Plant the taller ones in the back (or place containers in the back) so that the tallest ones are behind the shorter ones and you’ll get a very beautiful display.

Largest Lily Bulbs

  • The Casablanca – Pure white (48″)
  • Conca d’Or – Electric Yellow (48″-60″)
  • Dizzy – White with magenta stripes down the center of each petal with speckles (48″-60″)
  • Golden Star Gazer – Sunshine yellow (48″-60″)
  • Muscadet – White with pale pink stripes down each petal with pink speckles (36″-48″)
  • Scheherazade – Mainly burgundy with lighter yellow or pale green edges on each petal with dark red speckles (36″-48″)
  • Stargazer – Hot pink with white edges

The names of the bulbs may vary from region to region, so look for the tallest mature height of Oriental bulb in you’re favourite colour and you’ll be fine.

Giant Lily StalkLilies vs Slugs

The biggest problem you’ll likely ever have with growing lilies is slugs and snails, depending on your area. One or both of these slimy pests will be an issue if you live in a rainy or temperate climate.

 

In the early spring it will be necessary to apply slug poison or traps to your garden. This article details several remedies for slugs and snails.

The slugs will eat an emerging lily sprout faster than it can grow, the flower stalk will eventually die from stress before it even gets going.

It’s easy to tell if you are dealing with slugs, the emerging lily sprout will not have it’s characteristic pointed leaves and the stump will be misshapen. Each day that you go out to check on its progress, you’ll notice no growth or very little change from the days before.

Look closely and you’ll probably see that it’s slugs. Select and use the remedies or poisons of your choice and enjoy the beautiful summer lilies.

Lily Leaf Beetles

The other main pest of the lily is the Lily Leaf Beetle. It’s known as the scarlet lily leaf beetle (Lilioceris lilii). It’s a little red, hard shelled bug that completely devours lily leaves and foliage right down to the stem and eats until only the bare stalk of the plant is left. Their preferred food is the lily, but the adults will also eat the foliage of some other species. These include:

Flowering Tobacco (Nicotiana)
Hosta
Potato (Solanum tuberosum)
Hollyhock (Alcea)
Lily-of-the-Valley (Convallaria majalis)
Solomon’s seal (Polygonatum)

They are a big problem on the east coast of North America. They were accidentally introduced to to North America through Quebec, Canada in 1943, They are particularly bad in the north East areas near New England, the Maritime provinces in Canada and have recently been found as far west as Manitoba in Canada and Bellevue, Washington in the USA.

The Scarlet Lily Beetle prefers the Asiatic lily the most, but also likes Trumpet lilies Oriental lilies, Tiger lilies and Turk’s Cap lilies. The Day lily is not affected.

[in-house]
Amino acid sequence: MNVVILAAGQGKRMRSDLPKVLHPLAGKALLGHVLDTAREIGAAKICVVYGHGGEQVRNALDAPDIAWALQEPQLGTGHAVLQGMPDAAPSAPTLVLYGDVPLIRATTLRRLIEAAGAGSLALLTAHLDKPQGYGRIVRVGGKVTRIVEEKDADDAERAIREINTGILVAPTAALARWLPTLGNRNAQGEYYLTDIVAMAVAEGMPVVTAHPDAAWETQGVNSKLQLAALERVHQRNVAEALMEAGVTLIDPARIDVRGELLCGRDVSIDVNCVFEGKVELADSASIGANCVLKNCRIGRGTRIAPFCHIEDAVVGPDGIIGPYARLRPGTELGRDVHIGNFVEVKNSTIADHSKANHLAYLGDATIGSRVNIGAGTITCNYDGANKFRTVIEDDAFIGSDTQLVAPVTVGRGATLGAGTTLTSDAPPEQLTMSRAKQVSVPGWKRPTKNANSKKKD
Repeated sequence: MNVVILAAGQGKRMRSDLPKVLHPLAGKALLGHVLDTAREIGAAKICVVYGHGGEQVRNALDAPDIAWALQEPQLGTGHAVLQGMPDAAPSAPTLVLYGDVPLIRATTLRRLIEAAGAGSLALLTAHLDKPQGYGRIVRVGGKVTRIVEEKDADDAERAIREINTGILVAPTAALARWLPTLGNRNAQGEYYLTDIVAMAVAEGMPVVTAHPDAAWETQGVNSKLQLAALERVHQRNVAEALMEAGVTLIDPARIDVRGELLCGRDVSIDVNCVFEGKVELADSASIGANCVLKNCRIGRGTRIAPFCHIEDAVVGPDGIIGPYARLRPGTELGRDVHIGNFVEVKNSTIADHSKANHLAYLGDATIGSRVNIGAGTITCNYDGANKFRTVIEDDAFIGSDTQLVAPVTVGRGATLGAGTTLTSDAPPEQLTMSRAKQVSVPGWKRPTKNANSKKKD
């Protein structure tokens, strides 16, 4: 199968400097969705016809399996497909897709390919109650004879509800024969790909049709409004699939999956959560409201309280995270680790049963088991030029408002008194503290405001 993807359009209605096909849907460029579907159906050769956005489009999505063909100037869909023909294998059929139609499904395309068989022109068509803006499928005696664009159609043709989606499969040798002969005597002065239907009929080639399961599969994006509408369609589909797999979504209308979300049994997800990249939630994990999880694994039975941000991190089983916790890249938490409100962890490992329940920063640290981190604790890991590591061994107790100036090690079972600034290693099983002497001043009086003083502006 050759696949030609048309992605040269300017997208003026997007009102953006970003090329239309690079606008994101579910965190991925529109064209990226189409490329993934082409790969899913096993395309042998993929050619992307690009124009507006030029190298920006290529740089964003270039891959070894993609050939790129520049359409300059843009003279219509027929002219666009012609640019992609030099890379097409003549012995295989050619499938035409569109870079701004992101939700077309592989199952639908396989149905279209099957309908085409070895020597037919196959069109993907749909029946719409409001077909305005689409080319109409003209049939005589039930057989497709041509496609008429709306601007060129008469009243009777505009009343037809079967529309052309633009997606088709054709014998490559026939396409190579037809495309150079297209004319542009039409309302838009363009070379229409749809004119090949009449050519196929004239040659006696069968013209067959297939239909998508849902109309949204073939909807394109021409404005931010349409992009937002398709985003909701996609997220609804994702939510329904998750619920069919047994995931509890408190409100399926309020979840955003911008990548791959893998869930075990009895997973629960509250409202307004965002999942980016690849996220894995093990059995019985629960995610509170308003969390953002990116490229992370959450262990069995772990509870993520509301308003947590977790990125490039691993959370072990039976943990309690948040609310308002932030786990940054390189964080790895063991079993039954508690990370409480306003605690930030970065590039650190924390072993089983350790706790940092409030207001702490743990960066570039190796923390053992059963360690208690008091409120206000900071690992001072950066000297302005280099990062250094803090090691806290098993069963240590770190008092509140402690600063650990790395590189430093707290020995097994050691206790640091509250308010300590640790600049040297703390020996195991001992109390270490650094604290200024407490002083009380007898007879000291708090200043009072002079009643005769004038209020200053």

Identification

Look under the leaves, you’ll be able to see chewing damage on the edges of the leaves as well as egg masses in narrow rows on the underside of the leaves. The egg masses are usually red or brown in colour. It’s the larva that do the most damage, even more than the adults.

The adult beetles over winter in the leaves and debris on the ground and begin laying eggs early in spring. The larva hatch in 67 – 100 days and begin to feed on the new lily sprouts. The early blooming Daffodils and Fritillaria are on the menu too.

If the problem is bad then you’ll see clusters of small globs of brown stuff on the leaves and leaf nodes of the lily. This is the excrement of the larva, that they’ve piled on top of themselves for protection. The larva eat for 16 to 24 days and then go down to the soil to pupate, then 16 to 22 days after that then the adults emerge to carry on the cycle.

Plan of Attack

If you’re dealing with this pest there are a few solutions that you can start with to help save your lilies.

The first is kind of nasty…hand picking and hand squishing. This means go out to the garden several times a week and hand pick off the adults and squish all the egg clusters you can find. I recommend wearing latex or vinyl gloves. Also, take with you a small bucket of water mixed with dish soap to put the leaves and squished remains in to after you get them.  

Sprays

There are two sprays that are showing to be effective against this pest. The first is Neem oil, this repels the adults and kills the larva. Apply it every 5 to 7 days and early in the season.

The other is Spinosad, this is a widely used organic pesticide that is derived from soil dwelling bacterium. If used regularly it’s shown to be effective. Once you learn how to grow giant Oriental lilies you’ll be astounded at how beautiful and easy they are. 

Please leave a comment about your lily garden.

14 thoughts on “How to Grow Oriental Lilies”